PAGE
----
But it could be argued that, since Aisa Morae was more a magical entity than a person, she was actually a “thought-form.” That is, she was really something that someone had magically thought up in such a way that the thought took on form and came to life.
Thought-form‒like beings could linger indefinitely, although they might become increasingly unstable over time.  Aisa conceivably could go on for lifetimes, becoming increasingly fouler and more erratic. It all depended on the prowess of whoever had set her in motion in the first place. . .

The burning question for Michael was whether Aisa Morae was ensouled or whether she was more of a phantasm. If she were ensouled, disposing of her would be a criminal act. If she were a thought-form—that is, a mirage of the imagination—especially if she were a troublesome one—then making her go away might be a good deed.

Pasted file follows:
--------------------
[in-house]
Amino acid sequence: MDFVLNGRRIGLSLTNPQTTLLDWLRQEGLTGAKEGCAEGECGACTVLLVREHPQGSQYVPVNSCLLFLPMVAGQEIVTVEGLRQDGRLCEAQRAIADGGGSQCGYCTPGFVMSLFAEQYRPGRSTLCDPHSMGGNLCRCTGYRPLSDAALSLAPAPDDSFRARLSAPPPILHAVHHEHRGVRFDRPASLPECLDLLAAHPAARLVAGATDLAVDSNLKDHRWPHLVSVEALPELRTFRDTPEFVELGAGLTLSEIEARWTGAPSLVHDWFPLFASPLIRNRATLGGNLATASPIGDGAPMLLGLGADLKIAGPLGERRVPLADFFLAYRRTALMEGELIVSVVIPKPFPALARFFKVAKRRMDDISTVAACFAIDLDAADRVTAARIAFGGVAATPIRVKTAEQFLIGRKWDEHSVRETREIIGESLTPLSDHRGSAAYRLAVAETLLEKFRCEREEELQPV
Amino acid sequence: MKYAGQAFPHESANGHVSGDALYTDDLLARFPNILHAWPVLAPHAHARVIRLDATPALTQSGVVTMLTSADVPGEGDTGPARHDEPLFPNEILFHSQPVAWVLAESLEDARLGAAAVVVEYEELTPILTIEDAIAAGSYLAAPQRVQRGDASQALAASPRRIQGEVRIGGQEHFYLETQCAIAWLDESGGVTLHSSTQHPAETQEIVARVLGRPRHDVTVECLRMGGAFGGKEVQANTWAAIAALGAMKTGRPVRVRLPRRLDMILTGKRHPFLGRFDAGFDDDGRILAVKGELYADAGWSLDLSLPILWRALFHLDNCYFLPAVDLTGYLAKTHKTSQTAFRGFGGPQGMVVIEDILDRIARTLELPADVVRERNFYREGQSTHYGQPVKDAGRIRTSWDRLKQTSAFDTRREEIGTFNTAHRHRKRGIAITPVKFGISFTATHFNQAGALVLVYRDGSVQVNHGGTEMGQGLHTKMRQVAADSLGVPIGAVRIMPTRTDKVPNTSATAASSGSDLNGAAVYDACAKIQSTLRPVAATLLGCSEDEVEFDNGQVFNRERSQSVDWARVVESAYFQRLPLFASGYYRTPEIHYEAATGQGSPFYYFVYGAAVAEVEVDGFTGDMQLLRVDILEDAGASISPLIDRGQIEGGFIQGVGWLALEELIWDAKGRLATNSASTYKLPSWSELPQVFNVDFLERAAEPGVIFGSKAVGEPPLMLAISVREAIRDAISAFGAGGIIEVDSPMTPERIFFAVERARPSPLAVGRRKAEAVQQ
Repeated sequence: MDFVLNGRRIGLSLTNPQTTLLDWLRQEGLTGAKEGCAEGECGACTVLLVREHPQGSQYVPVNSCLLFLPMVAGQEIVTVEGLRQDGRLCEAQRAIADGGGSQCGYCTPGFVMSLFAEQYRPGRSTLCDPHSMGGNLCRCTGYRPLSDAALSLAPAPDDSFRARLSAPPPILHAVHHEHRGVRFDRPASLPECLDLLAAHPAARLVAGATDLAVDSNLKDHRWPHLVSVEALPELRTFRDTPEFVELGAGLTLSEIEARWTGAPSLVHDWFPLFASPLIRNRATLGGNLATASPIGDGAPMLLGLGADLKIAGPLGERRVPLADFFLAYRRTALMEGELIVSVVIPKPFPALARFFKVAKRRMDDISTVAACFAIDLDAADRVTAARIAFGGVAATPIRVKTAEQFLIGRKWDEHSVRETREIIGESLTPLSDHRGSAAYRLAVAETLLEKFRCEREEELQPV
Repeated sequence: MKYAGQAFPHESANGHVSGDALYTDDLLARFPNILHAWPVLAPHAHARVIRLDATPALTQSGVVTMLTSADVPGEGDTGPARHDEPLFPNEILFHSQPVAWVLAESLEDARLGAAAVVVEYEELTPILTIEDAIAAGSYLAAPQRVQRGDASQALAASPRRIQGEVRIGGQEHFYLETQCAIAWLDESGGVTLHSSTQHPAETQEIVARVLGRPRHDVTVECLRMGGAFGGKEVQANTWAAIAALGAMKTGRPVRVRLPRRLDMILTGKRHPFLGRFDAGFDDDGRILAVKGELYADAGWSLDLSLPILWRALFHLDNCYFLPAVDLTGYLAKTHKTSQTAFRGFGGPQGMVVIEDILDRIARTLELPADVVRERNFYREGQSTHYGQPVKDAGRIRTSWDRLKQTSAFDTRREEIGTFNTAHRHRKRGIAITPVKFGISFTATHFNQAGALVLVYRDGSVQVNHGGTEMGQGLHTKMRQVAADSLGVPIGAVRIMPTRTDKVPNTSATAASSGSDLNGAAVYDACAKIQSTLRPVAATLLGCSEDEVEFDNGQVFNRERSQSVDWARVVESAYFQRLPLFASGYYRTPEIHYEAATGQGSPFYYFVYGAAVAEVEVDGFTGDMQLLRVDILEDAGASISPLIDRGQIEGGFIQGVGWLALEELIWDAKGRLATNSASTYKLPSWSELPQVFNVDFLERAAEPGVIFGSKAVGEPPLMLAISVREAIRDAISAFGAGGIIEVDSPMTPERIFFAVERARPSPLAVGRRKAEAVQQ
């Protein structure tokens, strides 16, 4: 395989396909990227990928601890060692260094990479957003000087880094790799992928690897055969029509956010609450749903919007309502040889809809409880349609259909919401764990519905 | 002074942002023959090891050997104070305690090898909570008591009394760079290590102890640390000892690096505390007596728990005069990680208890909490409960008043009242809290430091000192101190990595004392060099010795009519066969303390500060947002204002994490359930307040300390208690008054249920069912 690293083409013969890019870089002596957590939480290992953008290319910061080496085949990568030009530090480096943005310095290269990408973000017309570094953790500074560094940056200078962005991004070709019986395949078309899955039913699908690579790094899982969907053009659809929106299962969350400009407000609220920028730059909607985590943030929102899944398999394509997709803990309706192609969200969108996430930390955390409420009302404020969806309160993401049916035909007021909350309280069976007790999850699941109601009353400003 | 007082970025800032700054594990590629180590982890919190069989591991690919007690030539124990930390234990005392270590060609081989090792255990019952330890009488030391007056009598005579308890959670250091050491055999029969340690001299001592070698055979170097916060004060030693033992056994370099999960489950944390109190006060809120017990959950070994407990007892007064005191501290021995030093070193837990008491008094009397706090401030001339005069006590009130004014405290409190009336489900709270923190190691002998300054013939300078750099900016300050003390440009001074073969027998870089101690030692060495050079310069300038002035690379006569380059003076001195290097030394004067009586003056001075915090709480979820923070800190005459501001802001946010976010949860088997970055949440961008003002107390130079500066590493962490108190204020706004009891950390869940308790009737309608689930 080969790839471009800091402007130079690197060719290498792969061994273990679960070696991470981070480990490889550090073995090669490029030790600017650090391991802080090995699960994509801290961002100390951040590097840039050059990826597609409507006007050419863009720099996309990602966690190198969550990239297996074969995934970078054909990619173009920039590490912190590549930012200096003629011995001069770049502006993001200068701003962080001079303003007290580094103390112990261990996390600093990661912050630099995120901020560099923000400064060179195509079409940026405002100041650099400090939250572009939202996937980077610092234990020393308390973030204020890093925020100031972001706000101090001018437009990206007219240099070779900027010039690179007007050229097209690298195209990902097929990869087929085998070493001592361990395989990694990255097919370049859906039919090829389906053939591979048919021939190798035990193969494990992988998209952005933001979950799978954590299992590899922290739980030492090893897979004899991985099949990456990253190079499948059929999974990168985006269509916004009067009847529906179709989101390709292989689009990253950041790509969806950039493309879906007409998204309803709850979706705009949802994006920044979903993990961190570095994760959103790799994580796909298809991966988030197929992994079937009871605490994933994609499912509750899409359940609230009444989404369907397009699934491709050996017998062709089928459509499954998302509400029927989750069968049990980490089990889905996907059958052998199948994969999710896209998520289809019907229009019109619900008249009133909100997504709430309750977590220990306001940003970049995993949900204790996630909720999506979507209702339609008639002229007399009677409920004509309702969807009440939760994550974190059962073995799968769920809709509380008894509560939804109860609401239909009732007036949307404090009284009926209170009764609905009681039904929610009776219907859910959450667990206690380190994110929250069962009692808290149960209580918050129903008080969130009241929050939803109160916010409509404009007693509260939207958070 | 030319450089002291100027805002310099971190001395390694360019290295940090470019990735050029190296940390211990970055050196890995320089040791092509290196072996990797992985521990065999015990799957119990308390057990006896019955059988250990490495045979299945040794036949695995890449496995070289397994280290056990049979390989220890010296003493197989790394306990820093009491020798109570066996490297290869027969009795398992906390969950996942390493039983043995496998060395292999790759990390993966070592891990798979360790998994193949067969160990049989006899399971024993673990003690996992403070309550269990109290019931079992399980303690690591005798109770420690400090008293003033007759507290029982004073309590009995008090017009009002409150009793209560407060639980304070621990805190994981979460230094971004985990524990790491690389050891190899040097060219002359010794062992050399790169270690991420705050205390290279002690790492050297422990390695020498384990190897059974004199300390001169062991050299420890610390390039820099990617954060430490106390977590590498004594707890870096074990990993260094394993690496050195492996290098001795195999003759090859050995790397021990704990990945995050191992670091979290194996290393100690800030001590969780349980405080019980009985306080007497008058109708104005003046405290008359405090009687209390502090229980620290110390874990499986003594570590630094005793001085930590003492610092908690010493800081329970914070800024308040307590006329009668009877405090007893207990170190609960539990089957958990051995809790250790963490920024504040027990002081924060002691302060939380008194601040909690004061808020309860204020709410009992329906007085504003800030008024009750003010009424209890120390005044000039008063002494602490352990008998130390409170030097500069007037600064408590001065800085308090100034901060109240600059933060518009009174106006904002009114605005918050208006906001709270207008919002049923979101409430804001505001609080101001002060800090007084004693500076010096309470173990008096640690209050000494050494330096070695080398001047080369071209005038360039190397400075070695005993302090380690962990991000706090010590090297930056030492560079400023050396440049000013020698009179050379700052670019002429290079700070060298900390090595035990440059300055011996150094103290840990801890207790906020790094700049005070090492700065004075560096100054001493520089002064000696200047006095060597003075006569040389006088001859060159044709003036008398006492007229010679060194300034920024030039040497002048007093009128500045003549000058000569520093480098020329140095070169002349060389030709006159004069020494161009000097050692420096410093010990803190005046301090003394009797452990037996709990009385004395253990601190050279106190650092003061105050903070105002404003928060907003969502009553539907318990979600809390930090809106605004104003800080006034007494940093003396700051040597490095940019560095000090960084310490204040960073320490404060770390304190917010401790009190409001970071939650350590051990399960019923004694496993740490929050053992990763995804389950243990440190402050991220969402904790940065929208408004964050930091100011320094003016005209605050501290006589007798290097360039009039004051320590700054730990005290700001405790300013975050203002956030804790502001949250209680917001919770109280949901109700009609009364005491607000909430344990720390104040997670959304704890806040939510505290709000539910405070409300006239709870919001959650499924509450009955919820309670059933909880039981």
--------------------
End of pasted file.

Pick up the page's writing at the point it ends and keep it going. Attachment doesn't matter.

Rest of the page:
Sunday, July 10, 2016

The Falllen Fairy-- A Modern Fairy Tale? Polyamorous Romance, Alchemy, Magic, Magical Creatures and Mayhem

The Fallen Fairy by Dionesia Rapposelli
Find me here 

When a fairy is discovered to have haplessly incarnated as the quirky girl-next-door, sorcerers from another dimension come out of the woodwork to vie for her affections in the interests of love and occult power. But is she an unwitting fairy or a more dynamically charged and even dangerous creature? A savior, a redeemer, and a siren, she puts her men in their place.